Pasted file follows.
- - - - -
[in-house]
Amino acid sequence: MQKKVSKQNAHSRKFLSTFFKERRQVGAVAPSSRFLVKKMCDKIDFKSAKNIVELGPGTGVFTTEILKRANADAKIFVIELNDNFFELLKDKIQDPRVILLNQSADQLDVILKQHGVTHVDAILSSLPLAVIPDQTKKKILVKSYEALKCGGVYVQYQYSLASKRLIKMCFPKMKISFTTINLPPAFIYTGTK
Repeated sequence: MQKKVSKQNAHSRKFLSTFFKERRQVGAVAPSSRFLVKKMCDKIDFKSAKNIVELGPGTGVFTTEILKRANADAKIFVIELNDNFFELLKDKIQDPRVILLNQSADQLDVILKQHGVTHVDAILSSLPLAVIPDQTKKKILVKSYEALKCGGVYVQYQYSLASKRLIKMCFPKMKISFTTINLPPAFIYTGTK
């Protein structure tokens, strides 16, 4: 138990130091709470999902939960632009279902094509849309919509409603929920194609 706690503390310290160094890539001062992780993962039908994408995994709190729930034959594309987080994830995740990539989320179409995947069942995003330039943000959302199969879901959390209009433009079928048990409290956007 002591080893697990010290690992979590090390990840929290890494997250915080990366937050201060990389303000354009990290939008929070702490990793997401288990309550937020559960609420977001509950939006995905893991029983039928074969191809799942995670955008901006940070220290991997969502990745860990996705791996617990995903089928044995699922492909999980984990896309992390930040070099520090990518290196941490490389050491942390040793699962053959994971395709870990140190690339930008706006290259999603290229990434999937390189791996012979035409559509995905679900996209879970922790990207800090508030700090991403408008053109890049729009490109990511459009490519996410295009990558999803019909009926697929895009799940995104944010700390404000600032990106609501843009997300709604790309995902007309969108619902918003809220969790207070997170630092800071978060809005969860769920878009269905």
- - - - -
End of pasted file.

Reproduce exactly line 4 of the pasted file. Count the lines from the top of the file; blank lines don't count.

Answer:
């Protein structure tokens, strides 16, 4: 138990130091709470999902939960632009279902094509849309919509409603929920194609 706690503390310290160094890539001062992780993962039908994408995994709190729930034959594309987080994830995740990539989320179409995947069942995003330039943000959302199969879901959390209009433009079928048990409290956007 002591080893697990010290690992979590090390990840929290890494997250915080990366937050201060990389303000354009990290939008929070702490990793997401288990309550937020559960609420977001509950939006995905893991029983039928074969191809799942995670955008901006940070220290991997969502990745860990996705791996617990995903089928044995699922492909999980984990896309992390930040070099520090990518290196941490490389050491942390040793699962053959994971395709870990140190690339930008706006290259999603290229990434999937390189791996012979035409559509995905679900996209879970922790990207800090508030700090991403408008053109890049729009490109990511459009490519996410295009990558999803019909009926697929895009799940995104944010700390404000600032990106609501843009997300709604790309995902007309969108619902918003809220969790207070997170630092800071978060809005969860769920878009269905």